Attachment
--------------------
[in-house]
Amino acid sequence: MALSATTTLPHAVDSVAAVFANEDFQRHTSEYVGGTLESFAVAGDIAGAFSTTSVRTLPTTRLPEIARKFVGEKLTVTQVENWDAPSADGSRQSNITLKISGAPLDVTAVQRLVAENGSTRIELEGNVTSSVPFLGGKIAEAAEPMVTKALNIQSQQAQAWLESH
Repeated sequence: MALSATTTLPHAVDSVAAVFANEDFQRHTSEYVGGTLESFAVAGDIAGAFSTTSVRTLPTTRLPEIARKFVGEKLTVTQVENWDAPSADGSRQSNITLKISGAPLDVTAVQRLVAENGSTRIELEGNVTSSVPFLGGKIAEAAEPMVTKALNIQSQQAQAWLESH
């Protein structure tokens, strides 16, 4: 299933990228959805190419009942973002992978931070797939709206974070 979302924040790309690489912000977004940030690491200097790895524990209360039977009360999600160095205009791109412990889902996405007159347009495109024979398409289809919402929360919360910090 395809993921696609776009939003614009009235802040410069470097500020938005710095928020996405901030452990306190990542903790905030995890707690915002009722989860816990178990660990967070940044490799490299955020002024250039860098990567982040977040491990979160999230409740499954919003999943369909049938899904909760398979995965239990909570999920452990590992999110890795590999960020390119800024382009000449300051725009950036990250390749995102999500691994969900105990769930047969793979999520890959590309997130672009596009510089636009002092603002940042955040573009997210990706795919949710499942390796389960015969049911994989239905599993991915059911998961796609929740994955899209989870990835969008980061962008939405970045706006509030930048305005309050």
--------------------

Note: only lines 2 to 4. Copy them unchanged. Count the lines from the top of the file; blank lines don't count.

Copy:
Amino acid sequence: MALSATTTLPHAVDSVAAVFANEDFQRHTSEYVGGTLESFAVAGDIAGAFSTTSVRTLPTTRLPEIARKFVGEKLTVTQVENWDAPSADGSRQSNITLKISGAPLDVTAVQRLVAENGSTRIELEGNVTSSVPFLGGKIAEAAEPMVTKALNIQSQQAQAWLESH
Repeated sequence: MALSATTTLPHAVDSVAAVFANEDFQRHTSEYVGGTLESFAVAGDIAGAFSTTSVRTLPTTRLPEIARKFVGEKLTVTQVENWDAPSADGSRQSNITLKISGAPLDVTAVQRLVAENGSTRIELEGNVTSSVPFLGGKIAEAAEPMVTKALNIQSQQAQAWLESH
């Protein structure tokens, strides 16, 4: 299933990228959805190419009942973002992978931070797939709206974070 979302924040790309690489912000977004940030690491200097790895524990209360039977009360999600160095205009791109412990889902996405007159347009495109024979398409289809919402929360919360910090 395809993921696609776009939003614009009235802040410069470097500020938005710095928020996405901030452990306190990542903790905030995890707690915002009722989860816990178990660990967070940044490799490299955020002024250039860098990567982040977040491990979160999230409740499954919003999943369909049938899904909760398979995965239990909570999920452990590992999110890795590999960020390119800024382009000449300051725009950036990250390749995102999500691994969900105990769930047969793979999520890959590309997130672009596009510089636009002092603002940042955040573009997210990706795919949710499942390796389960015969049911994989239905599993991915059911998961796609929740994955899209989870990835969008980061962008939405970045706006509030930048305005309050």